Perthshire  Scotland

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In 1887, John Bartholomew's Gazetteer of the British Isles described Perthshire like this:

Perthshire, east-midland co. of Scotland, bounded N. by Inverness-shire and Aberdeenshire, E. by Forfarshire, SE. by Fife and Kinross-shire, S. by Clackmannanshire and Stirlingshire, SW. by Stirlingshire and Dumbartonshire, and W. by Argyllshire; greatest length, E. and W., 72 miles; greatest breadth, N. ...

and S., 60 miles; the detached portion (lying along the upper reach of the Firth of Forth, and separated from the main body by a belt of Fife and Clackmannanshire) is 6½ miles by 4½ miles; area, 1,617,808 ac.; pop. 129,007. Perthshire includes some of the grandest and most beautiful scenery in Scotland, combining features characteristic both of the Highlands and the Lowlands. The ranges of the Ochils and the Sidlaw Hills, which are parted by the estuary of the Tay, occupy the SE.; while the N. and NW. districts, to the extent of more than one-half of the entire county, are occupied with the mountains of the Grampian system, this Highland region being intersected by numerous lochs and glens. The rich and beautiful valley of Strathmore, extending from the SW. to the NE. across the whole co., lies between the base of the mountains in the N. and NW. and the lower ranges in the SE.; the fertile alluvial tract known as the Carse of Gowrie stretches between the Sidlaw Hills and the Firth of Tay; while the Carse of the Forth lies along the S. border. The general slope of the co. is towards the SE. The principal rivers are the Forth and the Tay. The largest tributaries of the Forth within the co. are the Teith, the Allan, and the Devon; while those of the Tay are the Tummel, the Lyon, the Isla, the Bran, the Almond, and the Earn. The largest lochs are Lochs Ericht and Rannoch in the N., Lochs Tay and Earn in the NW., and Lochs Katrine, Achray, Vennachar, and Menteith in the SW. The soils of this co. are of the most varied character, - rich deep clay or loam in the straths, a light sandy or gravelly soil in the hill valleys, and moorland on the higher lands. (For agricultural statistics, see Appendix.) Coal and ironstone are wrought in the detached section of the co.; roofing slate is obtained near Alyth, Comrie, and Dunkeld; and limestone is quarried at various places. Agriculture and sheep-farming are the chief industries. There are extensive deer forests, and the fisheries on the Tay are of very considerable value. The mfrs. of woollen and tartan stuffs, cotton, and coarse linens are carried on to some extent. The ancient divisions of Perthshire, now only of local significance, were Athole, Breadalbane, Gowrie, Menteith, Methven, Perth, and Stormont. The co. comprises 68 pars, with parts of 13 others, the parl. and police burgh of Perth (1 member), the parl. burgh of Culross (part of the Stirling Burghs), and the police burghs of Abernethy, Alyth, Blairgowrie, Callander, Coupar Angus (part of), Crieff, Dunblane, and Rattray. For parliamentary purposes the county is divided into 2 divisions - viz., Eastern and Western, each returning 1 member. The representation of the co. was increased from 1 to 2 members in 1885.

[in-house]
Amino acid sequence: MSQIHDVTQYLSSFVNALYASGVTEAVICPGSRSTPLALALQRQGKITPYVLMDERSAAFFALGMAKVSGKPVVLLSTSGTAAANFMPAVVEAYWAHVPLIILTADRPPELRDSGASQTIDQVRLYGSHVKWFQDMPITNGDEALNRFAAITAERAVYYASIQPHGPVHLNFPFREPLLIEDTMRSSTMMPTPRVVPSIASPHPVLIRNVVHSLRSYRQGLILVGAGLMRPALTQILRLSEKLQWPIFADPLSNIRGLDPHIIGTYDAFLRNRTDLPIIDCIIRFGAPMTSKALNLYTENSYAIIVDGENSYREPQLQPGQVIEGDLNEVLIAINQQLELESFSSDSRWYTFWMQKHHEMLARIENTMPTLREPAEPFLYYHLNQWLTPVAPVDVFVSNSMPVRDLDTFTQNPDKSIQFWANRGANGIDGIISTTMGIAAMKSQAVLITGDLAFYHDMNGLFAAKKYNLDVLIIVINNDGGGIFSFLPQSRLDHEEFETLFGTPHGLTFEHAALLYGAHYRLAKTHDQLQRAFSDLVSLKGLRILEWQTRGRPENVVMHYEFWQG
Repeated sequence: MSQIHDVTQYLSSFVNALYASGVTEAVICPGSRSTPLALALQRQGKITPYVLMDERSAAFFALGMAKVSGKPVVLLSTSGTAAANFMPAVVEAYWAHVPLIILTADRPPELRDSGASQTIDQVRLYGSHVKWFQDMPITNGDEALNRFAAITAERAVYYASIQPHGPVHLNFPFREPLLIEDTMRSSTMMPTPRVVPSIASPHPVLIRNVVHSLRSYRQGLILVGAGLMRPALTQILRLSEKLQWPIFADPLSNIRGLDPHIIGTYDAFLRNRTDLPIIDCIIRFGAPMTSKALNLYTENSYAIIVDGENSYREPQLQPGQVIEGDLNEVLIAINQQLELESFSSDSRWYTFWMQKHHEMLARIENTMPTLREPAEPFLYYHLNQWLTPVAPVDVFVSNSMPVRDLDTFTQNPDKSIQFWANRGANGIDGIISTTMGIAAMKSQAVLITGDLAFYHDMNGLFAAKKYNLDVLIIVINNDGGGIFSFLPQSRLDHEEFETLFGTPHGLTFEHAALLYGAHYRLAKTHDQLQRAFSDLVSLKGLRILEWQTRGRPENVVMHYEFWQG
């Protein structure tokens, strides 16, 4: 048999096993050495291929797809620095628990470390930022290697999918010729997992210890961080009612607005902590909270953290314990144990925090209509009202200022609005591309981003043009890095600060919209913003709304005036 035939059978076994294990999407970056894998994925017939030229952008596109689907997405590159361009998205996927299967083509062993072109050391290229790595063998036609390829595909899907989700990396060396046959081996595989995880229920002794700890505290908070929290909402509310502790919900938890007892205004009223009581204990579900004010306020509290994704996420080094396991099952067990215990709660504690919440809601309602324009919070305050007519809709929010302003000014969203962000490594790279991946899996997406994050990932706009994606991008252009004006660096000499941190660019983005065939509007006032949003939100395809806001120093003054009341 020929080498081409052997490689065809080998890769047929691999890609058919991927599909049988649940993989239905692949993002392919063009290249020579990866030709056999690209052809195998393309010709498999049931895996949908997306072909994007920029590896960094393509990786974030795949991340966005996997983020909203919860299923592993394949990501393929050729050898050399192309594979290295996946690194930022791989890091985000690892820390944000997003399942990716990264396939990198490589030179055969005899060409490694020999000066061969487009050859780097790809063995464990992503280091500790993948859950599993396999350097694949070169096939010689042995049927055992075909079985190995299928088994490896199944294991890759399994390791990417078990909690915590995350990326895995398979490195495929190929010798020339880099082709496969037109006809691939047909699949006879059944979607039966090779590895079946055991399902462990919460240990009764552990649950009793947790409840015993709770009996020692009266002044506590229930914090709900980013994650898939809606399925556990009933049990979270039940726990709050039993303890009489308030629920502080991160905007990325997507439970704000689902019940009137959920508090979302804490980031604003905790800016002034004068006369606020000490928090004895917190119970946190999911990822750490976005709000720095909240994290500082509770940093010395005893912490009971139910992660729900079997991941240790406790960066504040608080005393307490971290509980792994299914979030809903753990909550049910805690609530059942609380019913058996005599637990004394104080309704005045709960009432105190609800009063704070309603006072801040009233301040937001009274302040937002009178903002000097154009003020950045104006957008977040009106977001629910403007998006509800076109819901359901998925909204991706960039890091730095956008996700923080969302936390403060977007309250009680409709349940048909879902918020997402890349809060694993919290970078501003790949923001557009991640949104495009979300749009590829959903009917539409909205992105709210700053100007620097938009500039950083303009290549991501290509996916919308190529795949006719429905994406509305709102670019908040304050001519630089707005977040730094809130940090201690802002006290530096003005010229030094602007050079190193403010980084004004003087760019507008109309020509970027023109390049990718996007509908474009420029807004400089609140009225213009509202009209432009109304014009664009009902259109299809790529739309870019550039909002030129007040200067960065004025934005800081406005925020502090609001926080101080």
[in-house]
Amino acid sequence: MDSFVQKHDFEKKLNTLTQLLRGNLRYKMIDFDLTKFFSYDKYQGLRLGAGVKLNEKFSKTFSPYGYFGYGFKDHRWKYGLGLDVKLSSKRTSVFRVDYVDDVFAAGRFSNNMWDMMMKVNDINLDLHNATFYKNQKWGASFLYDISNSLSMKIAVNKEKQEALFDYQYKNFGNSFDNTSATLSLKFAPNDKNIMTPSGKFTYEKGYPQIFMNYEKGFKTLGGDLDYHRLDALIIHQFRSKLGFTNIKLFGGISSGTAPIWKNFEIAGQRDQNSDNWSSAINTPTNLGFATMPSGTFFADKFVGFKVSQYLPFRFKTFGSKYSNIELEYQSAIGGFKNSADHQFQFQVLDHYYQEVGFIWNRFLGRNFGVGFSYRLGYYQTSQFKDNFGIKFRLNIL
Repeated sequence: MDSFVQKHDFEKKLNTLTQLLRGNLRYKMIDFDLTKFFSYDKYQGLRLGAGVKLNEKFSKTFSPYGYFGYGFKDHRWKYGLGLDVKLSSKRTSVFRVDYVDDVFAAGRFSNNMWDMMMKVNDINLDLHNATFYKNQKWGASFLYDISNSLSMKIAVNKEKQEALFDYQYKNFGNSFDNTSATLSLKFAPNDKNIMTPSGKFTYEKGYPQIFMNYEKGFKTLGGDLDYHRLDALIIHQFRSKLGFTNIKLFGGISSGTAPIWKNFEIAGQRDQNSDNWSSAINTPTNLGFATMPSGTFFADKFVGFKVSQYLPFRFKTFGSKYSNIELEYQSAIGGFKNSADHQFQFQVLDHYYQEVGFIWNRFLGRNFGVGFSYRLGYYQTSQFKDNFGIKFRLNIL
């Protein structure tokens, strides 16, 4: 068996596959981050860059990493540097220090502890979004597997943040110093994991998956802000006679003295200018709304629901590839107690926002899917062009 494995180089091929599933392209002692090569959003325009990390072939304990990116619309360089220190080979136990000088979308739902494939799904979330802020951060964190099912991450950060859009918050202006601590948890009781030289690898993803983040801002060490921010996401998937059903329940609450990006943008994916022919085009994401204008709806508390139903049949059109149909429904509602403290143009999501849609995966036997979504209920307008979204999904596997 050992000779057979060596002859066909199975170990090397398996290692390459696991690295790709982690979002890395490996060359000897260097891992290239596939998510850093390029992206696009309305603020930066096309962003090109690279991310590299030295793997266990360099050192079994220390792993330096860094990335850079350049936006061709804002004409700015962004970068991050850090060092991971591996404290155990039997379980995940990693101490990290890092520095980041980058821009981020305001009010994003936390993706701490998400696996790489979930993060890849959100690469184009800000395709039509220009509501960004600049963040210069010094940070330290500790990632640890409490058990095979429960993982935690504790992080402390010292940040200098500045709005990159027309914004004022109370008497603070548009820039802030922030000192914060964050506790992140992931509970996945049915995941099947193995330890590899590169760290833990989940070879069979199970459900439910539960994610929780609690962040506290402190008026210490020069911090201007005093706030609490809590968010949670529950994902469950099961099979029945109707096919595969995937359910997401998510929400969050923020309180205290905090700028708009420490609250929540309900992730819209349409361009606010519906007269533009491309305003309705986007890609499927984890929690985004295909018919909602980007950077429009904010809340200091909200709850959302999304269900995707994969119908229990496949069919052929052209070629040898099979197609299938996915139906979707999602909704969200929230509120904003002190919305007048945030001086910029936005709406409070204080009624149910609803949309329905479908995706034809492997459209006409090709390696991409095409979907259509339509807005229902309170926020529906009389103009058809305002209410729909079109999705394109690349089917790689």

Vision of Britain presents long-run change by redistricting historical statistics to modern units. However, none of our modern units covers an area close to that of Perthshire. If you want trends covering a particular location within the county, find it on our historical maps and then select "Tell me more".

How to reference this page:

GB Historical GIS / University of Portsmouth, History of Perthshire | Map and description for the county, A Vision of Britain through Time.


Date accessed: 20th June 2024

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